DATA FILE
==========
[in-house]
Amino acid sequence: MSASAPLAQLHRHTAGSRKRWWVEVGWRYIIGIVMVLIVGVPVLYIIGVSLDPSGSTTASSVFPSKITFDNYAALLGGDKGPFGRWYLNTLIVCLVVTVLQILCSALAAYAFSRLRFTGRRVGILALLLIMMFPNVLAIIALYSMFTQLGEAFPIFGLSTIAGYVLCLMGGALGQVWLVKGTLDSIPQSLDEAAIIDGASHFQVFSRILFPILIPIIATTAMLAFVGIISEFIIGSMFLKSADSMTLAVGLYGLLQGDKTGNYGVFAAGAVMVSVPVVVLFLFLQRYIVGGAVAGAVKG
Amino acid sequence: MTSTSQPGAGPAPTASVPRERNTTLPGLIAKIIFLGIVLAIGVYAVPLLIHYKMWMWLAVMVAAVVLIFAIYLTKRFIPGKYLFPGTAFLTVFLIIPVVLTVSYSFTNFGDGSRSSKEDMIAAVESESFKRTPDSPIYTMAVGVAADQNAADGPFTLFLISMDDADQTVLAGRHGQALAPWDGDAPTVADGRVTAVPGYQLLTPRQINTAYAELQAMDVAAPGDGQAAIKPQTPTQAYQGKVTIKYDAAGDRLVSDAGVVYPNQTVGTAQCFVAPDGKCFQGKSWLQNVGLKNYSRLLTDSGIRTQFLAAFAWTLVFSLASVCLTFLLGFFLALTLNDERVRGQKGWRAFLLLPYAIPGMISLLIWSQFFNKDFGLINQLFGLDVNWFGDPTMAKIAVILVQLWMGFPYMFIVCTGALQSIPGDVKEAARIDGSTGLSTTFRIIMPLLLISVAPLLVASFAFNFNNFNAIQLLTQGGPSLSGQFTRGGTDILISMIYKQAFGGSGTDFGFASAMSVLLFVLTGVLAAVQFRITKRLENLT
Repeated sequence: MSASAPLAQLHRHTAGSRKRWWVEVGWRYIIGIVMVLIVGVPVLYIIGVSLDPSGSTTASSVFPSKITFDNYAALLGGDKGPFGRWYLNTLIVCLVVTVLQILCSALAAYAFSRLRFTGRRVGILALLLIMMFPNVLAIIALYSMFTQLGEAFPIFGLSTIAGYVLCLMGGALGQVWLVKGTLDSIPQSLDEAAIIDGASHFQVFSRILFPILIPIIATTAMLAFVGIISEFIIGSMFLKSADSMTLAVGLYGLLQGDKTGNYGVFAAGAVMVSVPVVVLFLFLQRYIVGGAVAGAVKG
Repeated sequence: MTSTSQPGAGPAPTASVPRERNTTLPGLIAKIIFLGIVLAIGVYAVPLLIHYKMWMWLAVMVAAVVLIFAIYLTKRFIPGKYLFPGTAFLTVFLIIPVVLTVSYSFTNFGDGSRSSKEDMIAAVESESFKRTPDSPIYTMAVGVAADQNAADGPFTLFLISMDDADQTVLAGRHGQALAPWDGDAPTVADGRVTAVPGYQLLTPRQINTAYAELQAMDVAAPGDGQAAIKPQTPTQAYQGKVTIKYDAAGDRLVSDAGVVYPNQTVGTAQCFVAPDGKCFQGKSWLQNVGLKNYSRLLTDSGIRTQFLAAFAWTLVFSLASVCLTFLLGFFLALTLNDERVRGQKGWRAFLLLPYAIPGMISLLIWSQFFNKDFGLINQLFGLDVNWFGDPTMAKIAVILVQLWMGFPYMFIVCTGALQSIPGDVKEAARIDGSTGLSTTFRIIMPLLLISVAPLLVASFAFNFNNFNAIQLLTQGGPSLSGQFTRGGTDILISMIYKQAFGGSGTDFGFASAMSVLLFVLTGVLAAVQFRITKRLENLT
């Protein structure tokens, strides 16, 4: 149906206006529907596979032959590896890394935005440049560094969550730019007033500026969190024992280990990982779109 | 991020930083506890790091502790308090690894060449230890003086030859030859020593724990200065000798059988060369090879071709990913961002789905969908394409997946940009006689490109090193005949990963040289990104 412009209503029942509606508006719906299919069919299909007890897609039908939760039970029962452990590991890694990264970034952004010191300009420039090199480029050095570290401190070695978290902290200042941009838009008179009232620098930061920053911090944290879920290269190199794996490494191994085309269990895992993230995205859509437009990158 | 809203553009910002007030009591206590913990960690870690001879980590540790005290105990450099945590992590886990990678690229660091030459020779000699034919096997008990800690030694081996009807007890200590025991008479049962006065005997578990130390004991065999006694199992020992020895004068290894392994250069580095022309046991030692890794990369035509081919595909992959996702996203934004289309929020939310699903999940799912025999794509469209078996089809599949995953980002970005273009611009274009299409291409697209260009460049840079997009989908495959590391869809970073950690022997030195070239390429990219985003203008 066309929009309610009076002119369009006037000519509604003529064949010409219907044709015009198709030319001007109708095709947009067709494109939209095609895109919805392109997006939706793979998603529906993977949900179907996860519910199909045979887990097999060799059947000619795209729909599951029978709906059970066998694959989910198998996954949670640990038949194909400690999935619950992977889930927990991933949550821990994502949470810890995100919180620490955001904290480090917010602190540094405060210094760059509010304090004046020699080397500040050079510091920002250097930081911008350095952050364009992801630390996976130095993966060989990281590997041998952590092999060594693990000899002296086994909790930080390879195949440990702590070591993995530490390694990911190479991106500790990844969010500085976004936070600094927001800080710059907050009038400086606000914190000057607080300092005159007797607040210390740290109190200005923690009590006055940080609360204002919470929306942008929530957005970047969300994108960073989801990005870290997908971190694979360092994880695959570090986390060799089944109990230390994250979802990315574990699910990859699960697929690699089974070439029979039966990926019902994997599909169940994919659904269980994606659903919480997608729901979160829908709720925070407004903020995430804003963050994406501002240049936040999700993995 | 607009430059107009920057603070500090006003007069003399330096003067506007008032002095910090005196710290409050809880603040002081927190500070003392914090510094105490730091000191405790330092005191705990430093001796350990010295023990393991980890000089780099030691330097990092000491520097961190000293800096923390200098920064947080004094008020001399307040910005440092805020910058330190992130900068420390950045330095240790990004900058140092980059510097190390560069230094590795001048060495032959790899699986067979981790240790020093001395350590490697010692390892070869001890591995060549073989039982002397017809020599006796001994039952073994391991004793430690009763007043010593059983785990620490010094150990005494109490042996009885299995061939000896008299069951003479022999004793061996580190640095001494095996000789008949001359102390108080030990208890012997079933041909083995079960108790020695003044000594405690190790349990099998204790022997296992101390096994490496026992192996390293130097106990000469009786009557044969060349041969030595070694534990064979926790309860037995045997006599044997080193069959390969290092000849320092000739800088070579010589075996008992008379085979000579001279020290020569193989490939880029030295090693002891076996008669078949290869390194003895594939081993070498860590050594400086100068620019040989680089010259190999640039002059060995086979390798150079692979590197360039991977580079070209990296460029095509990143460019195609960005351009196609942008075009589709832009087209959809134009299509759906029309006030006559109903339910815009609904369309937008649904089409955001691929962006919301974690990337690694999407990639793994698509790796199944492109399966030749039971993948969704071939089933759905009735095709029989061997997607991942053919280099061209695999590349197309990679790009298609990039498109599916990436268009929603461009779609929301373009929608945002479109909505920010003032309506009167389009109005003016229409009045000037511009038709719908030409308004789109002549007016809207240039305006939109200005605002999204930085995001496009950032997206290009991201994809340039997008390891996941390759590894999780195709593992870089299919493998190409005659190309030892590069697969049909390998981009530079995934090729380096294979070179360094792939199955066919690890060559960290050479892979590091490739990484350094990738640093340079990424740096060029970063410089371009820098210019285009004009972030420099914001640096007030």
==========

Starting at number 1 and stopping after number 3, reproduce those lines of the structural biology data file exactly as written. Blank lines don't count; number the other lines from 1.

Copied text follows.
[in-house]
Amino acid sequence: MSASAPLAQLHRHTAGSRKRWWVEVGWRYIIGIVMVLIVGVPVLYIIGVSLDPSGSTTASSVFPSKITFDNYAALLGGDKGPFGRWYLNTLIVCLVVTVLQILCSALAAYAFSRLRFTGRRVGILALLLIMMFPNVLAIIALYSMFTQLGEAFPIFGLSTIAGYVLCLMGGALGQVWLVKGTLDSIPQSLDEAAIIDGASHFQVFSRILFPILIPIIATTAMLAFVGIISEFIIGSMFLKSADSMTLAVGLYGLLQGDKTGNYGVFAAGAVMVSVPVVVLFLFLQRYIVGGAVAGAVKG
Amino acid sequence: MTSTSQPGAGPAPTASVPRERNTTLPGLIAKIIFLGIVLAIGVYAVPLLIHYKMWMWLAVMVAAVVLIFAIYLTKRFIPGKYLFPGTAFLTVFLIIPVVLTVSYSFTNFGDGSRSSKEDMIAAVESESFKRTPDSPIYTMAVGVAADQNAADGPFTLFLISMDDADQTVLAGRHGQALAPWDGDAPTVADGRVTAVPGYQLLTPRQINTAYAELQAMDVAAPGDGQAAIKPQTPTQAYQGKVTIKYDAAGDRLVSDAGVVYPNQTVGTAQCFVAPDGKCFQGKSWLQNVGLKNYSRLLTDSGIRTQFLAAFAWTLVFSLASVCLTFLLGFFLALTLNDERVRGQKGWRAFLLLPYAIPGMISLLIWSQFFNKDFGLINQLFGLDVNWFGDPTMAKIAVILVQLWMGFPYMFIVCTGALQSIPGDVKEAARIDGSTGLSTTFRIIMPLLLISVAPLLVASFAFNFNNFNAIQLLTQGGPSLSGQFTRGGTDILISMIYKQAFGGSGTDFGFASAMSVLLFVLTGVLAAVQFRITKRLENLT